The $10 Indian Gold Eagle was the coin that broke the mold of American coinage. It's quite unlike any American coin that went before it, so secure one for your collection today. President Theodore Roosevelt and sculptor Saint-Gaudens worked together to refresh and revitalize American coinage, for the President felt that American coins lacked beauty and artistic merit. Their inspiration for the project was the high relief coins of ancient Greece and other ancient civilizations. You can see this influence in the reverse design of the $10 Indian Gold Eagle, in which the stately eagle is redolent of the Ptolemaic Kingdom coinage. Rather than a thunderbolt, the bald eagle of the gold $10 coin stands on arrows and an olive sprig, symbolic of America as a peace-loving nation, but one able to defend itself. It's not the first time that Saint-Gaudens work was influenced by the ancient world, for you can see it too in his 1905 inaugural medal which sports a very similar looking eagle.
Also on the reverse side is the phrase E PLURIBUS UNUM, taken from the great seal of the United States and meaning "Out of many, one." The origins of this motto can also be found in the ancient world, for Greek Philosopher Heraclitus wrote, "The one is made up of all things, and all things issue from the one." It's a motto which was revised and reused for a number of purposes over the years, not least for the cover of a gentlemen's magazine, where it may have come to the attention of Pierre Eugene du Simitiere, who recommended it for inclusion in the great seal in 1776. The motto "IN GOD WE TRUST" was not originally intended to be on the coin, but it was added in 1908 at the insistence of Congress. Beneath the standing bald eagle is the value of TEN DOLLARS.
The obverse design features a symbol that President Theodore Roosevelt was insistent should be included on the coin, an Indian headdress. It was a decision that was to face much ridicule for being historically inaccurate and fantastical, but isn't this par for the course for artistic projects that break new ground? Also on the obverse design are 13 stars representing the original states of the Union, while the year of issue is shown below the Liberty portrait. In another departure from coin design, this Gold Eagle is completed with raised stars around the edge of the coin as opposed to reeding or lettering. These too were altered in 1912 when Arizona and New Mexico joined the United States when two additional stars were added. Your order will be fulfilled by a random year that has a mint state of 64, so it will be a piece of quality to treasure in your collection.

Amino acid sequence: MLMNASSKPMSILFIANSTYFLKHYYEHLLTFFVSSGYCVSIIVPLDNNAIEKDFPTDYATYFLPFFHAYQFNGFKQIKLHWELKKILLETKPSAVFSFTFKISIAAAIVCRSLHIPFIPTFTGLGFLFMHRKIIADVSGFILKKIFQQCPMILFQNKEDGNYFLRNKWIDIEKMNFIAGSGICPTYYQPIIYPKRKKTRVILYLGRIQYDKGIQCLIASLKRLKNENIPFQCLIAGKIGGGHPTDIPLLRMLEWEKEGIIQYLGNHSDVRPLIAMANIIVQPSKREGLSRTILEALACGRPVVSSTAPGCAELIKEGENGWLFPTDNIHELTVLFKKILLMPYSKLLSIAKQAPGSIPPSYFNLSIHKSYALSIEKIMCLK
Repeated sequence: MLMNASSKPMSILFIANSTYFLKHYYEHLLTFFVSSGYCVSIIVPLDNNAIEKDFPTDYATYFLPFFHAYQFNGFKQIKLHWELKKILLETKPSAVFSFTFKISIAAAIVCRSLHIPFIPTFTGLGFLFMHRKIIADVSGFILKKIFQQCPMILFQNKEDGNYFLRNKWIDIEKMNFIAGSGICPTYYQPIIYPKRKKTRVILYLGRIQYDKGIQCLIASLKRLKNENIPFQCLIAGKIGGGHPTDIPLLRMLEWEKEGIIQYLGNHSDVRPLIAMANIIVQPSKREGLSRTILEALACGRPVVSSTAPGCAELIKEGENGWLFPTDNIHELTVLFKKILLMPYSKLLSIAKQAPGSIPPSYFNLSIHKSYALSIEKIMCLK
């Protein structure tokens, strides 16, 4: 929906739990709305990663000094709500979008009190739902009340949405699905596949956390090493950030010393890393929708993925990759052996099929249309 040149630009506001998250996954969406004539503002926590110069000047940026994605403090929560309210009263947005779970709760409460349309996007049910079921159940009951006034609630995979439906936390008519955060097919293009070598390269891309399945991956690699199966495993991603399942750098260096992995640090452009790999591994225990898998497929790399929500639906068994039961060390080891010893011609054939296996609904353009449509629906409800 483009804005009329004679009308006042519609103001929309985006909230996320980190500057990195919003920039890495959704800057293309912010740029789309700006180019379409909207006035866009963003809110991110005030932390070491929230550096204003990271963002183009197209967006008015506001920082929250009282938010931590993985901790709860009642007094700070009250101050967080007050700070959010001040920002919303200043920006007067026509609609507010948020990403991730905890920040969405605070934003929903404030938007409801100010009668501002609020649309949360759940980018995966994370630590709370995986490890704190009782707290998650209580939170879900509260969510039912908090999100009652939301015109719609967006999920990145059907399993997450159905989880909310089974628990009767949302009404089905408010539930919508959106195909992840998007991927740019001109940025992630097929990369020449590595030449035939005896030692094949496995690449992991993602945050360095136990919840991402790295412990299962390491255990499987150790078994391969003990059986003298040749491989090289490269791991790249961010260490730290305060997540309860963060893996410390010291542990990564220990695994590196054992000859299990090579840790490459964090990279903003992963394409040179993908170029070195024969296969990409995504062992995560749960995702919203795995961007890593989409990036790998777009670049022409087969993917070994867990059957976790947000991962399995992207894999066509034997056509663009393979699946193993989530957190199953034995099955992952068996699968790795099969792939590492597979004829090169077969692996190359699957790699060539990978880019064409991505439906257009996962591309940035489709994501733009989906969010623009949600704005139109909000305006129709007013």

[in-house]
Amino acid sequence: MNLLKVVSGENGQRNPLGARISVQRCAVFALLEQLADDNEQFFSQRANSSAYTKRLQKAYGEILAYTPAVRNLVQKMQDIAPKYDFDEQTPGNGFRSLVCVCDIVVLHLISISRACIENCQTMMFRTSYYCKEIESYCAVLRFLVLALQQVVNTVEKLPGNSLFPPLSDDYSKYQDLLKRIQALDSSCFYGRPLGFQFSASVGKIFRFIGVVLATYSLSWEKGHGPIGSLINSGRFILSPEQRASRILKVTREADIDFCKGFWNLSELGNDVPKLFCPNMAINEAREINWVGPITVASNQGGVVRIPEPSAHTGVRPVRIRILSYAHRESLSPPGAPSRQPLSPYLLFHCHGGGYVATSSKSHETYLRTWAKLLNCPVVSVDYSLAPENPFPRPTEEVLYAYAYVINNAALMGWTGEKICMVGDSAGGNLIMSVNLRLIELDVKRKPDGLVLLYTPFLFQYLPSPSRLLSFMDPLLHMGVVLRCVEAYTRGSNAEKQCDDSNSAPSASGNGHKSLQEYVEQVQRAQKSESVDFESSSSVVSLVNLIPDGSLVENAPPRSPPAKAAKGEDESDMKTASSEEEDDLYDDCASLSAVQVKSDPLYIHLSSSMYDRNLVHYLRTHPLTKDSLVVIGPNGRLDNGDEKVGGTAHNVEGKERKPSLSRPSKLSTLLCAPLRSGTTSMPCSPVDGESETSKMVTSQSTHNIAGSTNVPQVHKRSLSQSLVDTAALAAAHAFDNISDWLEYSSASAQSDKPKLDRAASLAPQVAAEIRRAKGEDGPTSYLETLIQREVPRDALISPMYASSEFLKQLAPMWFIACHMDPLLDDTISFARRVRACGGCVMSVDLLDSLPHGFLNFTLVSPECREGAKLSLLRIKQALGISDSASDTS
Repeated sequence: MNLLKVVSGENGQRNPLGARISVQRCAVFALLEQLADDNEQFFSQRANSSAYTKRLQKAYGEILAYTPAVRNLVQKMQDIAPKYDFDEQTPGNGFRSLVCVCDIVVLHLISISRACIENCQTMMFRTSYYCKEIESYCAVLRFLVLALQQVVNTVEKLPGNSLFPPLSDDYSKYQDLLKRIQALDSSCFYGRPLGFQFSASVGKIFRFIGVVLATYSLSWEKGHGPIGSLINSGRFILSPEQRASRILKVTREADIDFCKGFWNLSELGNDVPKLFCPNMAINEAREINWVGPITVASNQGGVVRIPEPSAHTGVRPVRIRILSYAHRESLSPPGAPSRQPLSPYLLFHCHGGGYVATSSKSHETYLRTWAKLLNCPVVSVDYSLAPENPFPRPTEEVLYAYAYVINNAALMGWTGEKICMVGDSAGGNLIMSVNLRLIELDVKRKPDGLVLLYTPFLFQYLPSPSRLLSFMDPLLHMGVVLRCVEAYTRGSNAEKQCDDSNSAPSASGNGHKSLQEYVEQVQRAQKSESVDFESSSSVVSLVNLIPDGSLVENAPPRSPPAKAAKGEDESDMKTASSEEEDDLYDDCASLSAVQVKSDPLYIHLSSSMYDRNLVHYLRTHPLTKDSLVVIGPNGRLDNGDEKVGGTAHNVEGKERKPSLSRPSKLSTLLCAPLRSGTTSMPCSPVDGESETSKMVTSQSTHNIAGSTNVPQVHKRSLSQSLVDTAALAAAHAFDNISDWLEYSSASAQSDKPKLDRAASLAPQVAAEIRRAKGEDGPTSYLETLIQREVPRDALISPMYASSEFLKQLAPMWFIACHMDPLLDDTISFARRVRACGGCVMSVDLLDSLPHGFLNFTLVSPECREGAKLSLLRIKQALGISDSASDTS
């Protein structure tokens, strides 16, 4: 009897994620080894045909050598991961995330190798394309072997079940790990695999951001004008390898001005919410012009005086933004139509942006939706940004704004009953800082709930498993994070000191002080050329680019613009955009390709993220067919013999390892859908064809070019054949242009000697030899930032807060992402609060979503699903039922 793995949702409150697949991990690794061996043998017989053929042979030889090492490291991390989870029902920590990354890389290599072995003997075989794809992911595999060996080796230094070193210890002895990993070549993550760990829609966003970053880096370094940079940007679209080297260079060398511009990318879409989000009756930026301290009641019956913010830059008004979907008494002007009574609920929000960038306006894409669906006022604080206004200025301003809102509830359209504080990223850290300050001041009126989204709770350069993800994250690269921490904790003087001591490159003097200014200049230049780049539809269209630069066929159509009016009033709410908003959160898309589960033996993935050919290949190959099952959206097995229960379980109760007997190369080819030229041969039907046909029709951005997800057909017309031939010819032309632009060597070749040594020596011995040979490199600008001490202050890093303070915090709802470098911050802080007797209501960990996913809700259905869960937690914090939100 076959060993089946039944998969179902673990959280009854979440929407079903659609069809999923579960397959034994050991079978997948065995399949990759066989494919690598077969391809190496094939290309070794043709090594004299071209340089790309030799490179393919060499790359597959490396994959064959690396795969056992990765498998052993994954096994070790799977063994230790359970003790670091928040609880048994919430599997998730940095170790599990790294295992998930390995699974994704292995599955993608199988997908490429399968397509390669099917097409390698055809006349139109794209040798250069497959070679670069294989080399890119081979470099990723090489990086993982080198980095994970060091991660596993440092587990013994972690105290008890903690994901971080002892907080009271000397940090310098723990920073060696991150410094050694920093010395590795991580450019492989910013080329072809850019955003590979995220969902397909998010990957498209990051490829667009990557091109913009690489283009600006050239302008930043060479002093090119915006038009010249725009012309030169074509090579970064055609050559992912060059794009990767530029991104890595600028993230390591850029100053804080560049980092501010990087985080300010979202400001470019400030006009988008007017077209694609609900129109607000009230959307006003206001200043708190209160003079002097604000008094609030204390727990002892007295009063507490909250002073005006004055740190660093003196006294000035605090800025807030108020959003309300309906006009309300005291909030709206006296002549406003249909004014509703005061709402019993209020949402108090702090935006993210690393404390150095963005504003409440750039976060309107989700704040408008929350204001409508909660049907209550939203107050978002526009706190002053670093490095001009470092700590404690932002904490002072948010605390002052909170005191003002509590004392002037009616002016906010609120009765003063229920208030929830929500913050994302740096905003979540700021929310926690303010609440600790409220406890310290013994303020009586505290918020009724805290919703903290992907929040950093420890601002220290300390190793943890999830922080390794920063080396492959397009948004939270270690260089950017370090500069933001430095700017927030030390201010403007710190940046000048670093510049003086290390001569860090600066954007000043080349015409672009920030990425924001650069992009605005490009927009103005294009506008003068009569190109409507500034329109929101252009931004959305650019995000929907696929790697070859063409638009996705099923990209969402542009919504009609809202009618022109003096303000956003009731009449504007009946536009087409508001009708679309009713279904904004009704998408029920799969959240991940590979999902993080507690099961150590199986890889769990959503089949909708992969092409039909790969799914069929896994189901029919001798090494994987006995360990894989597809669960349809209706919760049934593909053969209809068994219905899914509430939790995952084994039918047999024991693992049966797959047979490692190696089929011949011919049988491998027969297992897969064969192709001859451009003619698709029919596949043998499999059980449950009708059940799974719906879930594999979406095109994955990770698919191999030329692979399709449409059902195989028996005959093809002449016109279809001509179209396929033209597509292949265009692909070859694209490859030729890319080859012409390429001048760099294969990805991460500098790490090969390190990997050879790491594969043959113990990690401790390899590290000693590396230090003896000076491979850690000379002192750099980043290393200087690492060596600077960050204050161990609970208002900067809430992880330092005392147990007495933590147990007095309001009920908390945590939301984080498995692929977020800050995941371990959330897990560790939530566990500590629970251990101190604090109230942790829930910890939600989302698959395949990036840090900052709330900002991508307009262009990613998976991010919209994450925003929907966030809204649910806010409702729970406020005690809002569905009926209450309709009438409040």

This stylish vintage coin has a weight of 16.7200g, a diameter of 27mm and is struck from 0.900 fine gold, composed of 90 percent gold and 10 percent copper. First minted in 1907, these $10 Gold Eagles were produced annually until 1916, then intermittently until 1933, when their production was halted by Executive Order 1602. Today no one is quite sure how many of these precious coins exist; a $10 Indian Gold Eagle MS64 from a random year represents a piece of history and a robust investment. Collecting $10 Indian Gold Eagles can prove difficult to find, so grab this example from a random year to cradle in the palm of your hand.
Make it yours today. Overview of the Common Date $10 Indian Gold Eagle MS64 • U.S. Mint • Year of issue: random year • Mint state of 64 • Metal: gold • Fineness: 0.900 • 90% gold, 10% copper • Weight: 16.7200g • Designer: Augustus Saint-Gaudens